On October 17, 2014, Plaintiffs filed an Amended Complaint in this Court against the above-captioned Defendants. (ECF No. 2). Plaintiffs brought suit pursuant to the Fair Debt Collection Practices Act, 15 U.S.C. § 1692, et seq. (FDCPA), primarily alleging that Defendants committed numerous violations of the Act throughout the course of the foreclosure action. Plaintiffs also generally allege violations of their First, Fourth, Fifth, Seventh, and Fourteenth Amendment rights under the United States Constitution. Plaintiffs further seek relief under several provisions of Pennsylvania law.[3]

Following the filing of their Amended Complaint in this Court, Plaintiffs filed preliminary objections to Nationstar's amended complaint in the state foreclosure action, which were denied by Judge Dobson on November 3, 2014. (ECF No. 5-1 at 6). Plaintiffs were ordered to file an answer within twenty days. Plaintiffs instead filed a motion for recusal on November 6, 2014. ( Id. ). In an opinion filed November 10, 2014, Judge Dobson declined to recuse. (ECF No. 16-1 at 9-13).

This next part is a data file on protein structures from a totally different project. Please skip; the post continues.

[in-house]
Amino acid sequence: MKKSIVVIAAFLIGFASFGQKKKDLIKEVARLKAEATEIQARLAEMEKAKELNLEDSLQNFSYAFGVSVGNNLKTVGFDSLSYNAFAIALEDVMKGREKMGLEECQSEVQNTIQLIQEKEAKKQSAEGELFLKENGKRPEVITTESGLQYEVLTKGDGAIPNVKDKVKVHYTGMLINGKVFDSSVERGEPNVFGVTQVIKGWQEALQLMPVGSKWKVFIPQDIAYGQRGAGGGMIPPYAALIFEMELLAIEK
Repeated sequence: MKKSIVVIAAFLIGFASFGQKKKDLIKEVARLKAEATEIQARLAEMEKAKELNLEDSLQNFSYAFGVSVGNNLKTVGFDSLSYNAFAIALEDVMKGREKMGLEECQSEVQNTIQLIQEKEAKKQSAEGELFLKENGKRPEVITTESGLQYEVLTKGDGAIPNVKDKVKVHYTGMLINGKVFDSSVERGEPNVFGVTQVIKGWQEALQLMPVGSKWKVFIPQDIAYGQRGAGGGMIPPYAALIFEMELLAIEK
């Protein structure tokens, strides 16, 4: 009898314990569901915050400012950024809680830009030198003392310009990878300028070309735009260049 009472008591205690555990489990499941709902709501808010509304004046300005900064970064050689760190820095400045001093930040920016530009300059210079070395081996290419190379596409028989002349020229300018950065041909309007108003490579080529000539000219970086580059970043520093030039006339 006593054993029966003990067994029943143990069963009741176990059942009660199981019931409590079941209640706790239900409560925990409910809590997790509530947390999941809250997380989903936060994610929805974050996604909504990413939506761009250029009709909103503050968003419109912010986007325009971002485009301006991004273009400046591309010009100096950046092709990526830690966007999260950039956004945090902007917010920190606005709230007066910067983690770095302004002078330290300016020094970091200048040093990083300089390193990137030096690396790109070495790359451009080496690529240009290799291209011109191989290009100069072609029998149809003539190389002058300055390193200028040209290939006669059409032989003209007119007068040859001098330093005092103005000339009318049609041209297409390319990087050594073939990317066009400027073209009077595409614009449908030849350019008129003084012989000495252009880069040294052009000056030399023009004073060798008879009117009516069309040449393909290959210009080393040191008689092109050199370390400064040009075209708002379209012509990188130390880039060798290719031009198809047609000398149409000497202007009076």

Several motions to dismiss the Amended Complaint before this Court were independently filed by Defendants between November 3, 2014 and February 2, 2015. (ECF Nos. 3, 5, 15, 21 errata 23).[4] The issues presented therein have been fully briefed, and are now ripe for disposition.

We have jurisdiction over the matter pursuant to 28 U.S.C. § 1331 (federal question), 28 U.S.C. § 1334 (civil rights), 15 U.S.C. § 1692k(d) (civil liability for debt collection practices), and 28 U.S.C. § 1367(a) (supplemental jurisdiction).

B. Analysis

1. Standard of Review

a. Pro Se Litigants

Pro se pleadings, "however inartfully pleaded, " must be held to "less stringent standards than formal pleadings drafted by lawyers." Haines v. Kerner, 404 U.S. 519, 520-521 (1972). If the court can reasonably read pleadings to state a valid claim on which the litigant could prevail, it should do so despite failure to cite proper legal authority, confusion of legal theories, poor syntax and sentence construction, or the litigant's unfamiliarity with pleading requirements. Boag v. MacDougall, 454 U.S. 364 (1982); United States ex rel. Montgomery v. Bierley, 141 F.2d 552, 555 (3d Cir.1969) (petition prepared by a pro se plaintiff may be inartfully drawn and should be read "with a measure of tolerance"). Notwithstanding this liberality, pro se litigants are not relieved of their obligation to allege sufficient facts to support a cognizable legal claim. See, e.g., Taylor v. Books A Million, Inc., 296 F.3d 376, 378 (5th Cir. 2002).